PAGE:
“Given the daunting task of managing the project, making sure that the proper individuals are on the team, it is also requested that Mr. Jose Angel … be designated as the project manager to work in tandem with myself, the city manager, in carrying out the opportunity that the Imperial Irrigation District, the county of Imperial, Cal (Environmental Protection Agency), the Assemblyman Eduardo Garcia have placed on us, the trust to be the lead agency and carry this project forward,” Figueroa said during the meeting in stressing the importance of Angel.

Angel, who was not at the meeting Nov. 18, will be a contracted independent consultant paid at a rate of $120 an hour, according to information in the meeting agenda.

There is no set amount placed on Angel’s contract now, but he will be paid through the state allocation. Figueroa explained that in the cost of each of the three technical components of the improvement project, up to 10 percent can be set aside for administrative fees such as project management.

In a previous report, Figueroa explained the breakdown of costs, which include 30 percent contingencies to deal with costs overruns or changes along the way. The trash screen will cost $7.23 million; the pumpback system, $5.37 million; and the encasement, $14.9 million.

Following the execution of the funding agreement, next steps in the improvement project are securing regulatory permits from the state Department of Fish and Wildlife, the Regional Water Quality Control Board, and the U.S. Army Corps of Engineers to commence work.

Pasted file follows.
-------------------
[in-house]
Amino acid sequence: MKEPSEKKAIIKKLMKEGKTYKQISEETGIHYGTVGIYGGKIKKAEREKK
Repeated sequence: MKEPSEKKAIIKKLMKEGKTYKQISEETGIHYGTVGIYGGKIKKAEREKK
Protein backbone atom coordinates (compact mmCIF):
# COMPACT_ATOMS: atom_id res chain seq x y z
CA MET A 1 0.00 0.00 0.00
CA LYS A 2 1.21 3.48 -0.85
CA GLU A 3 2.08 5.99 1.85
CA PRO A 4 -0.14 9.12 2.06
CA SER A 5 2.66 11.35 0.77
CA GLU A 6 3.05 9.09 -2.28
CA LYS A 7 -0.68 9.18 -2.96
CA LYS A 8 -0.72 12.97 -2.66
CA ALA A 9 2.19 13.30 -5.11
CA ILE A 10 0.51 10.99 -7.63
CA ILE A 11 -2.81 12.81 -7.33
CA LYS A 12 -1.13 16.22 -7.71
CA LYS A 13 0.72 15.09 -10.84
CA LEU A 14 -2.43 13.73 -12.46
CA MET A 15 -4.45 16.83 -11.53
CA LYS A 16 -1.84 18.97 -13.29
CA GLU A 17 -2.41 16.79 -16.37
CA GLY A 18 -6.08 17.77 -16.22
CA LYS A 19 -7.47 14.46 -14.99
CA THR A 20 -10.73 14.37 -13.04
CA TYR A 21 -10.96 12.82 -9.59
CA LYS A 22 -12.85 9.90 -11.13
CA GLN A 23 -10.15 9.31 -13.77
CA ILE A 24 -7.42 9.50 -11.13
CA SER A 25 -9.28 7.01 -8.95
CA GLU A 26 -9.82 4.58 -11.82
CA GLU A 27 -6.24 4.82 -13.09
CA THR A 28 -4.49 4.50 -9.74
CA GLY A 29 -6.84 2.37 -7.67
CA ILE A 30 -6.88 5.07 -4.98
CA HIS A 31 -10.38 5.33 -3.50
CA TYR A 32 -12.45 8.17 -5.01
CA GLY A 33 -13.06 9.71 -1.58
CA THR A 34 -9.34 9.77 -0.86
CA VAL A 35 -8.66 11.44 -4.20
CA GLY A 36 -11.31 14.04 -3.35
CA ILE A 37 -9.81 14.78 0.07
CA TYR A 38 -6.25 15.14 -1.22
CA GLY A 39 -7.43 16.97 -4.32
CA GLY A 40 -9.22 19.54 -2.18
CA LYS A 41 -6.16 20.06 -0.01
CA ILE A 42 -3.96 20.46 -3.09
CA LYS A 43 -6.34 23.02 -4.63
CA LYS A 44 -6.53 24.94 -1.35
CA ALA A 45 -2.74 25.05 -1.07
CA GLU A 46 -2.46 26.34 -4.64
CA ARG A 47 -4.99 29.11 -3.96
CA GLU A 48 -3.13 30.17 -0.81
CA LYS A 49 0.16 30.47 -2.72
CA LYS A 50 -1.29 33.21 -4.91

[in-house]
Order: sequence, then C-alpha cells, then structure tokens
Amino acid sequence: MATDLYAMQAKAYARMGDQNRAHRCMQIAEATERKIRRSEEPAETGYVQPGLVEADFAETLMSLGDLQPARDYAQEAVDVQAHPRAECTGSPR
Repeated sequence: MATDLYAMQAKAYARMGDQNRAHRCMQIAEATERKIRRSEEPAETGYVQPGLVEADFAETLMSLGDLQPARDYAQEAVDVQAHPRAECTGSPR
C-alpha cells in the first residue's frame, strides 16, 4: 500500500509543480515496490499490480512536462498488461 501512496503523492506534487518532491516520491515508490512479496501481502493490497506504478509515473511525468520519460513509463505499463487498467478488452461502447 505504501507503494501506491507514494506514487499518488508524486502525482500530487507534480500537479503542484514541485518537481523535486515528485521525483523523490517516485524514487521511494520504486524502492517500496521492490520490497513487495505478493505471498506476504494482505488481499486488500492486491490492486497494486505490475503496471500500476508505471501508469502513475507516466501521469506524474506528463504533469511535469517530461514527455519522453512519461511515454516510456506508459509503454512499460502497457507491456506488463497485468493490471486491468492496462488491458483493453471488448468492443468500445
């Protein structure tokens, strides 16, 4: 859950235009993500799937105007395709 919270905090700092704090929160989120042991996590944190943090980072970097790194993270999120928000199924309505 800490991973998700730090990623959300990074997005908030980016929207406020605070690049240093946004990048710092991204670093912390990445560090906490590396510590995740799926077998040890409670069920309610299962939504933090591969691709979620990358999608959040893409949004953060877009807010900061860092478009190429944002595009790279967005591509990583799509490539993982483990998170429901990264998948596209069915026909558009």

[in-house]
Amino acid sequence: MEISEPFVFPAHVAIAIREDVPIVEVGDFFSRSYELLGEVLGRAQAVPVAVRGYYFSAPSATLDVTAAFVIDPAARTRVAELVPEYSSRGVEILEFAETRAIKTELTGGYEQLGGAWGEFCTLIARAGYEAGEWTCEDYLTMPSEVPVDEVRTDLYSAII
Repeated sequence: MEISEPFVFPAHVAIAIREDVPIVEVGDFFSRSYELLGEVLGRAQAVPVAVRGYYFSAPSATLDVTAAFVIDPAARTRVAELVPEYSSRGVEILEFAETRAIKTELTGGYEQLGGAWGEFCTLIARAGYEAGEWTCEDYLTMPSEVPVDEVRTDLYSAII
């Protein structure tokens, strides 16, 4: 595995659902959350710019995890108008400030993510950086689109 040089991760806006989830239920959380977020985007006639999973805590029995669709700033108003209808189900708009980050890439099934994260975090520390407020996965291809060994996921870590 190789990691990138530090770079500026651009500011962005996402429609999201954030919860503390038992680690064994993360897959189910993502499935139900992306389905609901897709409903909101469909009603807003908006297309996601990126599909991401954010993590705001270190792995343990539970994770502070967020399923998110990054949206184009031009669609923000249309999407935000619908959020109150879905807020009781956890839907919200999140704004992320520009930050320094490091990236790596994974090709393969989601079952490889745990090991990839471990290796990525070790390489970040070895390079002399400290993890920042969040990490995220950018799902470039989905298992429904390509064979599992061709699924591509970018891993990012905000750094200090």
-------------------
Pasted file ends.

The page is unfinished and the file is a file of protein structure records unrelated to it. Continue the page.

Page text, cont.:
A close up of the grate at the New River that stops some of the trash but does little to stem the flow of raw sewage is shown right at the border. | CORISSA IBARRA PHOTO

Then, it’s on to the “procurement process,” Figueroa has said in the past, after which, construction can start.

Prior to the vote, outgoing council members Bill Hodge and Lewis Pacheco had a few words on the progress made.

“I am happy that Calexico is the lead in this,” Hodge said simply. “It’s a feather in our cap, so it’s very important.”

Pacheco said the experience of Angel will be an asset to the city considering all the “issues” the city has had to face in bringing the improvement project to fruition.

“I’m sure that he’s well-informed and he knows what’s going on,” Pacheco said. “I think he will be a good consultant for us to carry on the duties … It’s a good choice.”

Mayor Rosie Fernandez was not in attendance at the meeting Nov. 18. Mayor Pro Tem Morris Reisin, who is also being replaced on the council soon, and re-elected appointed council member Camilo Garcia did not comment on the issue.

New River Community Forum Nov. 19

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Figueroa informed the council members that a community forum to update the public on the New River Strategic Plan, state funding, and project timelines will be at 5:30 p.m. Thursday, Nov. 19.

The city manager, Assembly member Garcia, and officials with Cal EPA and DWR will speak during the forum, all broadcasting live from their home locations via Zoom, but there will also be room for Calexico community members to safely watch and listen to the forum in person in their vehicles from Nosotros Park, which is near ground zero, the banks of the New River.

Figueroa said Brawley nonprofit and environmental justice organization Comite Covico Del Valle is making that possible by setting up a screen and speakers to broadcast the Zoom meeting at the park.

Those at home can see the forum by following the Zoom link https://bit.ly/36TWL5U, or going to the city’s website to find the link.

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The New River is shown from the Mexico border (right) to the All-American Canal left) in Calexico in this satellite image. | GOOGLEMAPS